the first subset (here, the mixed layer), the constant b1 segments with similar approximating coefficients (i.e.,

5 0. The choice of the error norm , which defines how split and merge). The fundamental steps in the spit-

well the fitted curves match the observations, depends and-merge method are as follows:

to some extent on the application and is commonly de-

fined in two ways: 1) through the integral square error Step 1 (the split procedure)For an arbitrary initial

k(1) where subset k 5 1, 2, . . . , n r , obtain the polynomial fit

k(1) 5 O ,2

ik for (z i , f i ) S k ,

and check to see if the error norm k for this fit

exceeds the imposed limit, . (Here, we can use n r

5 2 since the program automatically adjusts to find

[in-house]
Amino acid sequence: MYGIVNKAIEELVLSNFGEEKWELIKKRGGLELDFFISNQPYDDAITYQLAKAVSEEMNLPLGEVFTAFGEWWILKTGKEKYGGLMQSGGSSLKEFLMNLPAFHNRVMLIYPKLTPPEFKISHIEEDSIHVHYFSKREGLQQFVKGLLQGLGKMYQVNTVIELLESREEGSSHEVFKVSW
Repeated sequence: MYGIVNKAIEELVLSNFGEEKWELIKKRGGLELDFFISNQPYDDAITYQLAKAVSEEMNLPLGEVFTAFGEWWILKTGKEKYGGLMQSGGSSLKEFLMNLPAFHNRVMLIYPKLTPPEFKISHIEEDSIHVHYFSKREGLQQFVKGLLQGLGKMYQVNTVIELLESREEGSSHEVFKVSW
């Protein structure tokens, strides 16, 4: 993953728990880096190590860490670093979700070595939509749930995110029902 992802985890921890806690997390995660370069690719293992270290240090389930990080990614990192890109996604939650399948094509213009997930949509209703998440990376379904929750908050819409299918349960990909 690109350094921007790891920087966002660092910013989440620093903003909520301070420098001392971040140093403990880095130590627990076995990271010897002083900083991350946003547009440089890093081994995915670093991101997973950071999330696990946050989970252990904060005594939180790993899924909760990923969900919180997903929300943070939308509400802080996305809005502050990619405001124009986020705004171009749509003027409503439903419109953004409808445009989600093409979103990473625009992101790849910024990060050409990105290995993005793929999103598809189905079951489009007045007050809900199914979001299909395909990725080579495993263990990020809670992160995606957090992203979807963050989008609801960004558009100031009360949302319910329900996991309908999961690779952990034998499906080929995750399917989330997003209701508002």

i

and 2) by the maximum error k(2) where the appropriate number of subsets for the specified

error norm.) If k . , split the kth subset into two

k(2) 5 max( ik ), for (z i , f i ) S k

parts and increment the number of subsets to n r 1

and where ik 5 | f i 2 f k (z i ) | . Sensitivity to noise is 1. The dividing point of the kth subset is determined

an important difference between the k(1) and k(2) norms. according to the following rule: If there are two or

Methods used to find the best piecewise-linear poly- more points where the pointwise error is maximum,

nomial approximation to a curve almost always involve then use as a dividing point the midpoint between

a linear scan of the points to be approximated, possibly a pair of them. Otherwise, divide the segment S k

with repetitions. The process of break-point adjustment in half. Calculate the error norms k on each new

can be accelerated substantially if one is allowed to split interval.

FEBRUARY 2003 THOMSON AND FINE 329

Step 2 (the merge procedure)For k 5 1, 2, . . . , n r , Lukas, R., and E. Lindstrom, 1991: The mixed layer of the western